MOFFETT FIELD, Calif. – NASA is awarding five-year grants to four research teams that will become new members of the NASA Astrobiology Institute (NAI).

The new multidisciplinary teams are led by the University of Wisconsin, Madison; the California Institute of Technology, Pasadena; Montana State University, Bozeman; and the Massachusetts Institute of Technology (MIT), Cambridge. For the first 18 months of research, teams will receive $350,000 in funding. The five-year average grant size is approximately $7 million per team.

“These teams have proposed exciting research that is complementary to work being done by other NAI members,” said NAI Director Carl Pilcher, NASA Ames Research Center, Moffett Field, Calif. “The selection of these teams forms an excellent foundation for entering the institute’s second decade.”

Astrobiology is the study of the origin, evolution, distribution and future of life in the universe. In 1998, NASA founded the Astrobiology Institute, a virtual research institution based at Ames, to stimulate and support this multidisciplinary field of research and education as part of NASA’s overall science portfolio.

The University of Wisconsin team, headed by Clark Johnson, proposes to study organic and mineralogical signatures and environments of life on Earth and other planets. This team’s work focuses on technologies for the detection of microbial life from its subtle effects on rock chemistry. These technologies will examine ancient rocks on Earth, paving the way for eventual instruments to search for signatures of life on Mars.

The California Institute of Technology team, led by Victoria Meadows, will extend research done within the NAI from 2001 to 2006. This team has developed a Virtual Planetary Laboratory to explore the habitability and biosignatures of extrasolar, Earth-like planets. These scientists use computer models of planets with different sizes, temperatures and atmospheres to investigate how the presence of life on such planets could be detected telescopically.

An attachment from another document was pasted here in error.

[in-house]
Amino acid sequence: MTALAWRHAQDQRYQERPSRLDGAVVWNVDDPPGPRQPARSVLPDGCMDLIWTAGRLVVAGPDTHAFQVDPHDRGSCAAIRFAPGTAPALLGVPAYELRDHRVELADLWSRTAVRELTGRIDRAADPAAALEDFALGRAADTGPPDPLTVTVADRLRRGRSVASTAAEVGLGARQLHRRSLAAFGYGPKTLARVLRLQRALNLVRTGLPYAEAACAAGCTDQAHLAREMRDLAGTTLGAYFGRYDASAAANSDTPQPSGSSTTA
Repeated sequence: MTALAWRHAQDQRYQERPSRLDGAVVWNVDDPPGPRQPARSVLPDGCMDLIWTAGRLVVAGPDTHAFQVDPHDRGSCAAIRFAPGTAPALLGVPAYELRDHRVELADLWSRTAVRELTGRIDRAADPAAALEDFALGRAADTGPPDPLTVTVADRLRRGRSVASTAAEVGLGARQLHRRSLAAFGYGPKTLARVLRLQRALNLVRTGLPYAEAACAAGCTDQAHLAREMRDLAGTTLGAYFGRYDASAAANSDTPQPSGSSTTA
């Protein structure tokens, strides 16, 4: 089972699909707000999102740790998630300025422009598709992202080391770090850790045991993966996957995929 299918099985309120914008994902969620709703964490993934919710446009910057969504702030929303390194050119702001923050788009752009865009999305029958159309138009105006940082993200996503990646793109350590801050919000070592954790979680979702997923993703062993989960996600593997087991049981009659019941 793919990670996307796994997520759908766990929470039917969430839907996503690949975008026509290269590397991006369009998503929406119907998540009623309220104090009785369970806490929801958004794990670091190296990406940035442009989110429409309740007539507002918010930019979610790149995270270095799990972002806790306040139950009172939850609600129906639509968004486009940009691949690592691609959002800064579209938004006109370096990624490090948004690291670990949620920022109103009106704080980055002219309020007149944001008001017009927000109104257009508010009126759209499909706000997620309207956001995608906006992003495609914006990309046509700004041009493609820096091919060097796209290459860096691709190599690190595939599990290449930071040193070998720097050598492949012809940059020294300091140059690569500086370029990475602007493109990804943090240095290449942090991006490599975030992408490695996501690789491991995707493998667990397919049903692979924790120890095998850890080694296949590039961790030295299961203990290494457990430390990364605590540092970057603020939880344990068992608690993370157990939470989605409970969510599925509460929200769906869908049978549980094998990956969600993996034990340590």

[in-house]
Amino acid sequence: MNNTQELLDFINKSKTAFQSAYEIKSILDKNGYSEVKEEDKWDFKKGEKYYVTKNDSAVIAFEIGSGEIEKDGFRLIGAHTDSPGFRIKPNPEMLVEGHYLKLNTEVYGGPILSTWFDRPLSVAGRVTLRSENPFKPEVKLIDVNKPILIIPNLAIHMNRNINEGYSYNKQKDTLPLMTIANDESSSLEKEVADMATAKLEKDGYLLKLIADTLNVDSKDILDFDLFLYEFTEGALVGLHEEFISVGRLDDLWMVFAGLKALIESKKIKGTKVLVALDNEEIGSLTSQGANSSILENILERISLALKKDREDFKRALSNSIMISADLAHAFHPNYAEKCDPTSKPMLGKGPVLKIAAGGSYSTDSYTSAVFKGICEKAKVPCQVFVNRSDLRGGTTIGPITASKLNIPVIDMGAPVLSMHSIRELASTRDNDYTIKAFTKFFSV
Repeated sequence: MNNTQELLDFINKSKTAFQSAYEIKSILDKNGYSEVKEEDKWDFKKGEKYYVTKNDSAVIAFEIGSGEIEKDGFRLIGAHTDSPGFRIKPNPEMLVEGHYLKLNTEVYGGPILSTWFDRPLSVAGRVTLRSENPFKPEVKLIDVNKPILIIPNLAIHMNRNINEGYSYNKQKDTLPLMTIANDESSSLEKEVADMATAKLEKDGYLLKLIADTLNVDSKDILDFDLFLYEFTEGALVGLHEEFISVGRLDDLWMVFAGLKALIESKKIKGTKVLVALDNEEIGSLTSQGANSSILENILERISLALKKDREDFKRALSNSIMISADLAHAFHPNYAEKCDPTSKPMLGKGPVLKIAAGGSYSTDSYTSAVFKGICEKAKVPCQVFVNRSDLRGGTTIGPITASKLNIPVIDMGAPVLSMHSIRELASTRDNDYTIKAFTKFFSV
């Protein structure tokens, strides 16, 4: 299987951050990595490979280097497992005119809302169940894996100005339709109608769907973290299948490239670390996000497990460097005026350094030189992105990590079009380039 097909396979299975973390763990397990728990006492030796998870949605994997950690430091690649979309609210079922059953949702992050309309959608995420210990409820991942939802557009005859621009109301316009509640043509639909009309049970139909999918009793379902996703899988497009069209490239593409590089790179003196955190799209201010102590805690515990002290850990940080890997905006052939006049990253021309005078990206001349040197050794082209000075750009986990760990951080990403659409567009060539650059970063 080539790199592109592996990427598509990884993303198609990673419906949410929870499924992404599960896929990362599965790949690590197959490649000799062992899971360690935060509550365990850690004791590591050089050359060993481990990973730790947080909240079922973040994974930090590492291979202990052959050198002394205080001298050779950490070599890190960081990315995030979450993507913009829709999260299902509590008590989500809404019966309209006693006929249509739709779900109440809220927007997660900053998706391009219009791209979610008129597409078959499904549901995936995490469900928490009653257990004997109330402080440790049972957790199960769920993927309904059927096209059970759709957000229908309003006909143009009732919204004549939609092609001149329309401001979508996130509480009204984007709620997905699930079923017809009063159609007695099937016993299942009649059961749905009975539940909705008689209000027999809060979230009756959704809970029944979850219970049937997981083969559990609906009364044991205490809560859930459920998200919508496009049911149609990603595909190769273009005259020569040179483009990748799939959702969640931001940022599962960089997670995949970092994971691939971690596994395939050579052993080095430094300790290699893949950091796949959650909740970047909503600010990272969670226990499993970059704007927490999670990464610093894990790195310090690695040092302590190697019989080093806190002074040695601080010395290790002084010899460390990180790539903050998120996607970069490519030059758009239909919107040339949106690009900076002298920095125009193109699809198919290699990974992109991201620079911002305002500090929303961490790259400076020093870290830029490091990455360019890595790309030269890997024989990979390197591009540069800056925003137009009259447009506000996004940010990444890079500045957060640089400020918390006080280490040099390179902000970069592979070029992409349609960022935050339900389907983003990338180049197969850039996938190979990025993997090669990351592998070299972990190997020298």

The Montana State University team is headed by John Peters. Its focus is on the origin of life, investigating the role of iron-sulfide compounds in the transition from the non-living to the living world. This work will support the mission of NASA in the area of prebiotic chemistry and the development of signatures for terrestrial and extraterrestrial life.

Roger Summons leads the MIT team. The team will investigate requirements for the development of multicellular life in Earth’s ancient past. They will concentrate on organic biosignatures preserved in the rock record and the state of the Earth’s early atmosphere, and will investigate the critical genetic pathways that constrained and supported early life while multicellularity developed.

“Each of these teams brings something important to NASA’s overall portfolio in astrobiology, and to the future success of missions in planetary science, astronomy and Earth science,” said Colleen Hartman, deputy associate administrator for NASA’s Science Mission Directorate, NASA Headquarters, Washington.

The addition of these new teams brings the membership of the NASA Astrobiology Institute to 16, selected with staggered 5-year terms. The astrobiology teams are widely distributed throughout nearly 150 universities and other research institutions, including numerous international affiliates.

More than 500 research scientists work in these teams, and there is a strong focus on public education and the training of the next generation of astrobiologists. The basic research carried out in the institute directly supports many NASA missions, such as exploration of Mars and the search for planets around other stars, including investigations of the habitability of other worlds.

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